Trench Warfare Under Grant & Lee is another well researched, astutely analyzed, and richly illustrated study by Earl Hess. It concludes with the siege-like quality of the overall situation at the front in the aftermath of the failed June 3 assault at Cold Harbor. The extensive network of fortifications constructed during this short period and the first tentative attempts at regular siege approaches were a harbinger of the type of warfare that would be conducted at Petersburg. Unfortunately, for that discussion, we must patiently await the third and final installment of this landmark, scholarly series.
1 - As outlined in volume 1, and excerpted from my earlier review: Hess rightly contends that the inclination to construct field fortifications existed in one form or another throughout the entire war. It was a question of degree. He also argues that the progression of trench warfare was intimately tied to commanders’s evolving conceptions of offensive and defensive action. An early war commander planning a tactical offensive generally would not consider entrenching his force as that would indicate a static posture. Similarly, an undecided leader often viewed entrenchments as limiting his tactical options. It is also asserted that the increased killing range of the rifle had far less to do with the average infantryman’s desire to dig in than did the increasingly constant nature of close contact between opposing armies in the second half of the conflict. The author also demonstrates that the nature of the war’s increasing reliance on earthworks was not linear but rather was characterized by fits and starts interspersed with periods of actual regression, where the preceding campaign’s lessons seem to have been forgotten. Perhaps uniquely among historians, Hess places the watershed moment of this evolution of trench warfare in the east at Chancellorsville.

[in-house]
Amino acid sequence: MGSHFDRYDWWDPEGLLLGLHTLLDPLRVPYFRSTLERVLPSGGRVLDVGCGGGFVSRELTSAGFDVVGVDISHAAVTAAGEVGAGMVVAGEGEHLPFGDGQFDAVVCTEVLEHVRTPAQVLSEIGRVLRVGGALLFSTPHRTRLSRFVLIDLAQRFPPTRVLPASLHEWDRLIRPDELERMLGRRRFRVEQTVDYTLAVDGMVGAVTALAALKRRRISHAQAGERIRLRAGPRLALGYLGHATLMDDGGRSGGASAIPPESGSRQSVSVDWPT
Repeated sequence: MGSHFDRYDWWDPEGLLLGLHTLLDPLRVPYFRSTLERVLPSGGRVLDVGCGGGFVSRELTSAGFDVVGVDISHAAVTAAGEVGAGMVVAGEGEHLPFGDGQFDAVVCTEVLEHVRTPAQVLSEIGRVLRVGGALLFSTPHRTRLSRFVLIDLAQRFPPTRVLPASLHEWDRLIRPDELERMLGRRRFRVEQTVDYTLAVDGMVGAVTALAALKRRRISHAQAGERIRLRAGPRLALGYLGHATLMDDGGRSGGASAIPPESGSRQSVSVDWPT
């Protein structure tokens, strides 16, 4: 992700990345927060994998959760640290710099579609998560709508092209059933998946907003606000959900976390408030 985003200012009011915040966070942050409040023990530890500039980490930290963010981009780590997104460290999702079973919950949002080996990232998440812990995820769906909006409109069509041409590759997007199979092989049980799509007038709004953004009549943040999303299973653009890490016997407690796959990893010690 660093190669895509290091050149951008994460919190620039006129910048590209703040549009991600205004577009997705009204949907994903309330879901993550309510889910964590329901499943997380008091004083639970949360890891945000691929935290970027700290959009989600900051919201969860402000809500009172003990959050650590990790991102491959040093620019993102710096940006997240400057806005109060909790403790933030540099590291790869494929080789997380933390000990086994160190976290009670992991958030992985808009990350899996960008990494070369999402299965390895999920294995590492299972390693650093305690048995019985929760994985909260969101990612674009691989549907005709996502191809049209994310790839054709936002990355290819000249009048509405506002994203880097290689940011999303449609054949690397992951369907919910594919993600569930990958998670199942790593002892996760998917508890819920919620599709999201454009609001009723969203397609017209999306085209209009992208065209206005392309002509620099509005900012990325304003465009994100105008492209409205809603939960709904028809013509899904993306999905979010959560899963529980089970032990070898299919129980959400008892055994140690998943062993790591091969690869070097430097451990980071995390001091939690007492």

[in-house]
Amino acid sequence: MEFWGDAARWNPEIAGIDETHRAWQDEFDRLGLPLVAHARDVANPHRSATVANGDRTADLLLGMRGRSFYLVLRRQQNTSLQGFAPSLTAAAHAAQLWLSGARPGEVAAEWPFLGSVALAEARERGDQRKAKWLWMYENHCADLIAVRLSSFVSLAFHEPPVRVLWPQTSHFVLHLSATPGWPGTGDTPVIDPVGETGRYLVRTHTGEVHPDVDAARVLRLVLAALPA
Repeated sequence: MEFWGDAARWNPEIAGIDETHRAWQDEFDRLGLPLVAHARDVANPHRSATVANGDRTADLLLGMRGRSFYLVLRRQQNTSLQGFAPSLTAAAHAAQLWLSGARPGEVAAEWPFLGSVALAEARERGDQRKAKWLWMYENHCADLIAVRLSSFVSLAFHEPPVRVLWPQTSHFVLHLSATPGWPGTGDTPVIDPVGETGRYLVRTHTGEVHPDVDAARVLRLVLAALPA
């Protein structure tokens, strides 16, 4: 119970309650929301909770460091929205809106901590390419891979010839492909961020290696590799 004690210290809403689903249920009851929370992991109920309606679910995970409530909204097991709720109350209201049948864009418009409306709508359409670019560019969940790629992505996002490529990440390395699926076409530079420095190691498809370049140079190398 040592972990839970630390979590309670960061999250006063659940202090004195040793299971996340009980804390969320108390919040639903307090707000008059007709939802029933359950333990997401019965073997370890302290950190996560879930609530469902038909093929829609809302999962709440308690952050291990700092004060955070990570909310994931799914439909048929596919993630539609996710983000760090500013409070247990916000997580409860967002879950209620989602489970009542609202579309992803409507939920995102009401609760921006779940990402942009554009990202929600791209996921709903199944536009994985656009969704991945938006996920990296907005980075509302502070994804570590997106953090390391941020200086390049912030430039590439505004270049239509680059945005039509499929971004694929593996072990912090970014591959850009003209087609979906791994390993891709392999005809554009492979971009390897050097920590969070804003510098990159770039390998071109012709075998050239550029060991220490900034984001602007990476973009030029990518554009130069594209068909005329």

2 - Smith, a division commander at Vicksburg, was a highly experienced officer in the construction of defensive earthworks. While not particularly well-known today, he served Lee exceptionally well during the Overland Campaign.
3 - For example, there is the tendency for no two depictions of a particular road network to agree; even major thoroughfares can be missing or drawn miles apart. Engineers often had to reconnoiter under fire, impairing their ability to construct accurate topographic maps. This reviewer suggests that interested readers examine the maps in the O.R. Atlas depicting Richmond and Corinth to get a clear idea of the enormity of the contrast between various efforts.